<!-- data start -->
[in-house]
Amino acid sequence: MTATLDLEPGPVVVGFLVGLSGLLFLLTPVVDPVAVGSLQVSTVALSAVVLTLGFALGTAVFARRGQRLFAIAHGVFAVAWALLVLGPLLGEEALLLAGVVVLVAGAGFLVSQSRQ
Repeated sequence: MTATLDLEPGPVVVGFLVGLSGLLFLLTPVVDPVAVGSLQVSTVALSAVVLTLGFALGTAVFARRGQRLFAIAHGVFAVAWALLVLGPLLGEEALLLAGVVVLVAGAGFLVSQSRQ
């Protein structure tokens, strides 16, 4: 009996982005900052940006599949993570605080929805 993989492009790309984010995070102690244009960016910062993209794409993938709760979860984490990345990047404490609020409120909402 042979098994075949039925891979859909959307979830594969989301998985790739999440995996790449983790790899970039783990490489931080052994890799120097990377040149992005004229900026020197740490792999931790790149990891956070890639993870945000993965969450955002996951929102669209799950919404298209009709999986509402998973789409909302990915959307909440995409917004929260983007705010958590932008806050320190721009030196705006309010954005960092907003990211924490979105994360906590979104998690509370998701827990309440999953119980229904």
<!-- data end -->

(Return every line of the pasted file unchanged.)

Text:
[in-house]
Amino acid sequence: MTATLDLEPGPVVVGFLVGLSGLLFLLTPVVDPVAVGSLQVSTVALSAVVLTLGFALGTAVFARRGQRLFAIAHGVFAVAWALLVLGPLLGEEALLLAGVVVLVAGAGFLVSQSRQ
Repeated sequence: MTATLDLEPGPVVVGFLVGLSGLLFLLTPVVDPVAVGSLQVSTVALSAVVLTLGFALGTAVFARRGQRLFAIAHGVFAVAWALLVLGPLLGEEALLLAGVVVLVAGAGFLVSQSRQ
């Protein structure tokens, strides 16, 4: 009996982005900052940006599949993570605080929805 993989492009790309984010995070102690244009960016910062993209794409993938709760979860984490990345990047404490609020409120909402 042979098994075949039925891979859909959307979830594969989301998985790739999440995996790449983790790899970039783990490489931080052994890799120097990377040149992005004229900026020197740490792999931790790149990891956070890639993870945000993965969450955002996951929102669209799950919404298209009709999986509402998973789409909302990915959307909440995409917004929260983007705010958590932008806050320190721009030196705006309010954005960092907003990211924490979105994360906590979104998690509370998701827990309440999953119980229904």